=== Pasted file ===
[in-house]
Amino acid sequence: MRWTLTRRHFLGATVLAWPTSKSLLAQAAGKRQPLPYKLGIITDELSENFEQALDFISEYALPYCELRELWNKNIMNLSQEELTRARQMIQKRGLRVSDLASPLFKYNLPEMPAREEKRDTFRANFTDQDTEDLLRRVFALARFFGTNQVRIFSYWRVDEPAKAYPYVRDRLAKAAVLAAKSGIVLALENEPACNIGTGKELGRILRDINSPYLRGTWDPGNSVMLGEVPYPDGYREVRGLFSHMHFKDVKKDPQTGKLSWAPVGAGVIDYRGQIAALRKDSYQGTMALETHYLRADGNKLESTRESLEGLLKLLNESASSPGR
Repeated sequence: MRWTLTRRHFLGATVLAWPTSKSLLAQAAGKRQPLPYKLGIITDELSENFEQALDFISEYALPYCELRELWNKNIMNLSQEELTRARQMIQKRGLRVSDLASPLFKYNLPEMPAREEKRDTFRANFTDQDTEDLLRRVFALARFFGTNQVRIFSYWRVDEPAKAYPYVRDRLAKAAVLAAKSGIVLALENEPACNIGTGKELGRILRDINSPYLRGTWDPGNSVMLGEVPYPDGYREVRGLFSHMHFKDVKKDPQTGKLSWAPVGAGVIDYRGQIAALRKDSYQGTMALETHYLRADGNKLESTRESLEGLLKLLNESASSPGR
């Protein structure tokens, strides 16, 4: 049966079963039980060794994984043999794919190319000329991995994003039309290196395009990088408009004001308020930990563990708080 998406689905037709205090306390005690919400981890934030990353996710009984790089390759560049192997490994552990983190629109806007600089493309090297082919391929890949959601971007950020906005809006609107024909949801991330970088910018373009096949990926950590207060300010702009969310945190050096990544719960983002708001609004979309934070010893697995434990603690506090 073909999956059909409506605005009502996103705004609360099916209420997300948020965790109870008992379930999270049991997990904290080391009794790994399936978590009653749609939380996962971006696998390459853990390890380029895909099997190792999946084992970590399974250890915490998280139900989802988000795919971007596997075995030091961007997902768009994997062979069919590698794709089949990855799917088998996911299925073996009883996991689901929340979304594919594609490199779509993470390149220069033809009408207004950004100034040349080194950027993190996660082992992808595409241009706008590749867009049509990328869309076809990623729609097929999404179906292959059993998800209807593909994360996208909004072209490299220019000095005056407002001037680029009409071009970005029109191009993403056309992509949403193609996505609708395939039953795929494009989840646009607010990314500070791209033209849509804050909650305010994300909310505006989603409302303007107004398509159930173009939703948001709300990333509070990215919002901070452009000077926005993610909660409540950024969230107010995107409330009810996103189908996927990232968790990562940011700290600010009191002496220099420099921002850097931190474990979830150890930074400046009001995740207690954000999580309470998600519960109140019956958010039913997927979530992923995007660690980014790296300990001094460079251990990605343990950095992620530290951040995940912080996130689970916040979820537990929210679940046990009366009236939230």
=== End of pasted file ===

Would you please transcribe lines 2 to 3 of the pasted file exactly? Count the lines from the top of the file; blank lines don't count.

Amino acid sequence: MRWTLTRRHFLGATVLAWPTSKSLLAQAAGKRQPLPYKLGIITDELSENFEQALDFISEYALPYCELRELWNKNIMNLSQEELTRARQMIQKRGLRVSDLASPLFKYNLPEMPAREEKRDTFRANFTDQDTEDLLRRVFALARFFGTNQVRIFSYWRVDEPAKAYPYVRDRLAKAAVLAAKSGIVLALENEPACNIGTGKELGRILRDINSPYLRGTWDPGNSVMLGEVPYPDGYREVRGLFSHMHFKDVKKDPQTGKLSWAPVGAGVIDYRGQIAALRKDSYQGTMALETHYLRADGNKLESTRESLEGLLKLLNESASSPGR
Repeated sequence: MRWTLTRRHFLGATVLAWPTSKSLLAQAAGKRQPLPYKLGIITDELSENFEQALDFISEYALPYCELRELWNKNIMNLSQEELTRARQMIQKRGLRVSDLASPLFKYNLPEMPAREEKRDTFRANFTDQDTEDLLRRVFALARFFGTNQVRIFSYWRVDEPAKAYPYVRDRLAKAAVLAAKSGIVLALENEPACNIGTGKELGRILRDINSPYLRGTWDPGNSVMLGEVPYPDGYREVRGLFSHMHFKDVKKDPQTGKLSWAPVGAGVIDYRGQIAALRKDSYQGTMALETHYLRADGNKLESTRESLEGLLKLLNESASSPGR